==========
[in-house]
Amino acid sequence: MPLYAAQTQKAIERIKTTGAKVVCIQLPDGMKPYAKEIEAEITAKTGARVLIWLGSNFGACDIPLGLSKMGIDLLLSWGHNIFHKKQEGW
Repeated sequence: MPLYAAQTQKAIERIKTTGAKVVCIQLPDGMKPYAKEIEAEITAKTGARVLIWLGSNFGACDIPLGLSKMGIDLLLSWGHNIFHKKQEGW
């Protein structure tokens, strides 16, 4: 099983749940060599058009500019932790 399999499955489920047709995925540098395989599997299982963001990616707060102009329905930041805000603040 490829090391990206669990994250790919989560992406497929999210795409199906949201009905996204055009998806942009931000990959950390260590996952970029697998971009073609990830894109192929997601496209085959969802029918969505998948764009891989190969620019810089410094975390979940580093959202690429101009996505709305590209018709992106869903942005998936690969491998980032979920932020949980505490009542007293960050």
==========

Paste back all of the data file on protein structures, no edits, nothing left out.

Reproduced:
[in-house]
Amino acid sequence: MPLYAAQTQKAIERIKTTGAKVVCIQLPDGMKPYAKEIEAEITAKTGARVLIWLGSNFGACDIPLGLSKMGIDLLLSWGHNIFHKKQEGW
Repeated sequence: MPLYAAQTQKAIERIKTTGAKVVCIQLPDGMKPYAKEIEAEITAKTGARVLIWLGSNFGACDIPLGLSKMGIDLLLSWGHNIFHKKQEGW
């Protein structure tokens, strides 16, 4: 099983749940060599058009500019932790 399999499955489920047709995925540098395989599997299982963001990616707060102009329905930041805000603040 490829090391990206669990994250790919989560992406497929999210795409199906949201009905996204055009998806942009931000990959950390260590996952970029697998971009073609990830894109192929997601496209085959969802029918969505998948764009891989190969620019810089410094975390979940580093959202690429101009996505709305590209018709992106869903942005998936690969491998980032979920932020949980505490009542007293960050």